This upcoming weekend brings Cubs Convention, an annual rite of passage that markets itself as a warm, feel-good celebration of all things baseball in the midst of the cold winter sports dead zone. What the event truly is, when you actually examine it, is a three day long native advertisement for Cubs tickets to the upcoming season.
A native advertisement that costs $125 to get into by the way. Typically, Cubs Con is a chance for more upbeat and positive stories to be produced en masse, but that is certainly not the tone this January. The Cubs fan base is currently pretty upset with the club for two major reasons.
The Cubs have done nothing this offseason except protect Addison Russell.
— Ban Aldermanic Privilege (@Darth_Stout) December 22, 2018
First, there is the club’s complete inactivity in the free agent market, despite the fact that this winter’s marquee name, Bryce Harper, badly wants to come to Chicago (oh, and their division rivals have been strengthening themselves this offseason).
Secondly, there is the team’s granting a $3.4 million, one year extension to the suspended Addison Russell, which we focus on today.
In recent years, the Cubs have made it absolutely clear- you will have to jettison your social conscience in order to remain true Cubbie blue supporters of this team. Their protection of Addison Russell is the latest example. Typically, when you are a sports team and you feel compelled to release official statements that are thousands of words long, in an attempt to explain your decision to retain a controversial player, it’s a signal you could be doing the wrong thing.
When the Cubs announced, (on a Friday at 5pm of course, the industry standard!) that they would be keeping Addison Russell on board back in early October, they included statements from Theo Epstein and Russell that combined ran multiple pages long.
Press releases are almost always very terse, so this was an oddity to say the least.
The current regime has made it abundantly clear to you the fan that they do not care one smidgeon what you think or feel regarding the individual human beings outfit in your favorite colors and logo. In their eyes, you will root and clap for anybody.
When current manager Joe Maddon was first acquired from Tampa, the move was denounced as “tampering” (also known as “tapping up”) by many, but that deal was almost sweet and wholesome compared to some of the moves they have made since.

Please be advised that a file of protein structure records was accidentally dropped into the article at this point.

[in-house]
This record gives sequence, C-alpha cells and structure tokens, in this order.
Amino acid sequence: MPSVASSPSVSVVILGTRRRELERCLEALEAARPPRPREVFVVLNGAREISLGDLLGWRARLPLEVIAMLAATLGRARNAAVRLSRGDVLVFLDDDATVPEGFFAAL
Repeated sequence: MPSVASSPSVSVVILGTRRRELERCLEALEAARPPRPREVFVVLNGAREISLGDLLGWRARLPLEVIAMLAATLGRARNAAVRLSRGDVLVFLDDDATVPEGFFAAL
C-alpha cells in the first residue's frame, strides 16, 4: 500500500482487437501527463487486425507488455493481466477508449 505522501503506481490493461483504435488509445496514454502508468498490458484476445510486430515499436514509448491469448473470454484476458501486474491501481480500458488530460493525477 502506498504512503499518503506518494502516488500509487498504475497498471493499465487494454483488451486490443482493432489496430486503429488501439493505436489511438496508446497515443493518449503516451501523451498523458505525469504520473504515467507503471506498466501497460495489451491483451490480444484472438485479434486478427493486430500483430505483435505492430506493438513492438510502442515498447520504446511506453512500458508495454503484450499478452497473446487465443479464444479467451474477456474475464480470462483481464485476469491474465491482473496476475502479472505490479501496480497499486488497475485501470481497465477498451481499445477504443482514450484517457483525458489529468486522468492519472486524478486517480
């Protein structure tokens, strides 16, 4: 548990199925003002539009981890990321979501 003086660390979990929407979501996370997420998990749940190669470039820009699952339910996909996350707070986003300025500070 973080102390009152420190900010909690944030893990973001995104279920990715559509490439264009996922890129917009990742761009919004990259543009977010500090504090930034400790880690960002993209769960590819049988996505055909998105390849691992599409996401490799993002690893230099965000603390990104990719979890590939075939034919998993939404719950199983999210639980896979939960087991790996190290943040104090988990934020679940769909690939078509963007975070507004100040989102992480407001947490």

In July of 2016, the Cubs acquired relief pitcher Aroldis Chapman, who was involved in an alleged domestic violence incident with his girlfriend on October 30th of the previous year. He was accused of choking his girlfriend and firing eight gunshots.
No charges were filed by the police due to inconsistency in his girlfriend’s re-telling and a lack of physical evidence, but Major League Baseball banned him for 30 games as a result of “Chapman’s use of the firearm and its effect on his partner,” ending May 9, 2016.
Down the stretch run of last season, they acquired Daniel Murphy, a slugger who was infamous for past incidences of expressing anti-Gay sentiments, and then under-impressing/coming off as less than sincere when given numerous opportunities to walk those comments back.
Which brings us to Russell, who completes the “you would absolutely hate this guy if he were on any other team” trifecta. (If you’re reading this, you most likely hated all these guys even when they were wearing fire engine red, white and royal blue)
In his $3.4 million, one-year contract extension he received a relatively modest by baseball standards $200,000 raise. In the real world that’s still a ton of money and its symbolic value is through the roof.
The Cubs should be taking a clue about the issue of domestic violence, and sever ties immediately.
Instead they went in the opposite direction, doubling down on their investment in a player who is currently serving a 40-game suspension for violation of baseball’s domestic violence policy, following allegations made by his ex-wife Melisa Reidy.